Volunteers provide Helping Hands at church in Little Rock

Caregivers get a break from work each week

Rev. Daniel Curry, Carole Wilson and David Holmes, who work with the Pulaski Heights UMC Helping Hands program
Rev. Daniel Curry, Carole Wilson and David Holmes, who work with the Pulaski Heights UMC Helping Hands program

Carole Wilson and David Holmes spend their Tuesdays serving as Helping Hands, and they leave each week feeling like they received more than they gave.

Helping Hands is a ministry of Pulaski Heights United Methodist Church, offering respite care for senior citizens and their caregivers once a week, from 9:30 a.m. until 2:30 p.m., at the church.

The program allows caregivers a brief respite, while knowing the person in their constant care is safe and being cared for, says Holmes, a lifelong member of the church and a volunteer with Helping Hands for the last two years.

"There are so many families now where caregivers are caring for people in their homes and this is just an invaluable ministry for these people -- for the clients as well as for their caregivers," says Wilson, a retired nurse.

Wilson joined Pulaski Heights in 2011, and sought out a volunteer opportunity like this.

"I went one day and I was hooked. I've been coming back ever since," she says.

Holmes is particularly well-aware of how important respite care is for caregivers.

"I was caregiver to my mother before her death," he says. "I know a program like this is a great resource for caregivers because it allows a few hours to do whatever work needs to be done, be it banking or grocery shopping or anything like that, or just to have a few hours of rest themselves."

He feels special empathy toward the clients as well as toward families who need that respite help, as well, remembering how important it was to him to be comfortable with leaving his mother in someone else's care when he needed to.

Holmes works one-on-one with a client each week.

"It's what I'm comfortable with," he says. "You do need to form a bond and I need to be with that person every week to form that bond. He knows who I am and when I come to the car with his wheelchair I can tell from his eyes that he knows who I am. He knows he's in a safe place and he's going to be safe until his caregiver comes back to pick him up."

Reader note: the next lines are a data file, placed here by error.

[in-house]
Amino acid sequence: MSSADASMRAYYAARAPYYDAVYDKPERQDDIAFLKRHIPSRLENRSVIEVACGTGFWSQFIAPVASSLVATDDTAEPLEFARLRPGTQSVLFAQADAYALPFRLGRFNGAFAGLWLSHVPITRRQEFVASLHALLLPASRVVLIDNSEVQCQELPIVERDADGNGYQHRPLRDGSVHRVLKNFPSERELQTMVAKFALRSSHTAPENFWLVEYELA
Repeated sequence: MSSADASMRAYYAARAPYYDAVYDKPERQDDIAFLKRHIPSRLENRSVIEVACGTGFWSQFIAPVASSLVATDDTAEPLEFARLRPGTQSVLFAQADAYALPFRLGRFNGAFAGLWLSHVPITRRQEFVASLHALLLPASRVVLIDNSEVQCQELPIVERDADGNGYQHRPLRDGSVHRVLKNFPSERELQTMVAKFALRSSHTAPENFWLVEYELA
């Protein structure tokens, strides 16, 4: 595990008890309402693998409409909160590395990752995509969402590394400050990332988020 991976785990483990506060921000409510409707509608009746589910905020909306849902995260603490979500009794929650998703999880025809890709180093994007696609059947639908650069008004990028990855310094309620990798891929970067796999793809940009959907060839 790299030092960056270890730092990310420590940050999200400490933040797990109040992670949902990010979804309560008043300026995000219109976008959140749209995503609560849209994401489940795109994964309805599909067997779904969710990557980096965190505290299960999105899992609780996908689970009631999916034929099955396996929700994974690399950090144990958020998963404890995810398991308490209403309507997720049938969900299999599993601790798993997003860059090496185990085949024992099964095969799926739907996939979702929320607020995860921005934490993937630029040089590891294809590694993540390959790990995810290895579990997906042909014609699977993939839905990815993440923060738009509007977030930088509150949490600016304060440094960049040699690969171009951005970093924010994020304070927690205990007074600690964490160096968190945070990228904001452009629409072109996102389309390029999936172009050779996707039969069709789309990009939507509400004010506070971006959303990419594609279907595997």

He has formed a friendship with that man's caregiver, and he checks in from time to time when that man is late or misses a Tuesday to see if everything is OK.

Rev. Daniel Curry oversees the program and plans the activities for clients.

The program is $25 per day per client and includes a day of low-impact exercise, healthy lunch, and entertainment.

"When clients come in they see familiar faces. Everybody welcomes them by name. They come in and we have coffee or tea, they sit and color, they do puzzles, they sit and visit with each other ... we have activities all day long," Wilson says. "We do exercise class. We sing hymns. We have a devotional and sometimes we have different music groups come in, we have a dog ministry that the members bring their therapy dogs and come visit with clients. We try to just meet their needs where they are every day."

Not all volunteers are present every Tuesday. Some choose to go one or two Tuesdays each month and others are more sporadic. The ratio of volunteers, though, is at least one per client.

"There's never been a time in my almost two years where we've been short of volunteers," says Holmes, whose work as a consultant allows him the flexibility to volunteer each week. "I do it because when I leave the church at 3 after each week's session, I just have a really warm feeling that I've done something good for somebody. I've helped an individual who has health issues and I've helped an individual who's a caregiver and I worked with all the other volunteers, to make sure that they're having a good day."

Wilson, too, makes time in her schedule to be there every week.

"It really appealed to me because I love taking care of people, and it was just a good fit for me," she says. "It has been a real blessing, for sure."

The day usually closes with a movie or a television show, like "I Love Lucy," "Little House on the Prairie," "Andy Griffith" or "The Carol Burnett Show."

"The clients all look forward to coming. It's a good outing for them as well as it is for the caregivers, who get a break. They can have a few hours for themselves to get some things done that they needed to get done," she says.

Curry says the program has a waiting list.

"That's not to say that as our volunteer pool grows that we can't accept more clients," Curry says. "With the number of volunteers we have and the ratios we need we have a comfortable max of about 10 to 12."

He would love to see other programs like Helping Hands spring up throughout the community.

"If every church had a small ministry like this and helped 10 people in their congregation, that would be wonderful," Curry says. "That would be a wonderful help for those families and to serve their clients."

More information about Helping Hands is available at phumc.com/helping-hands.

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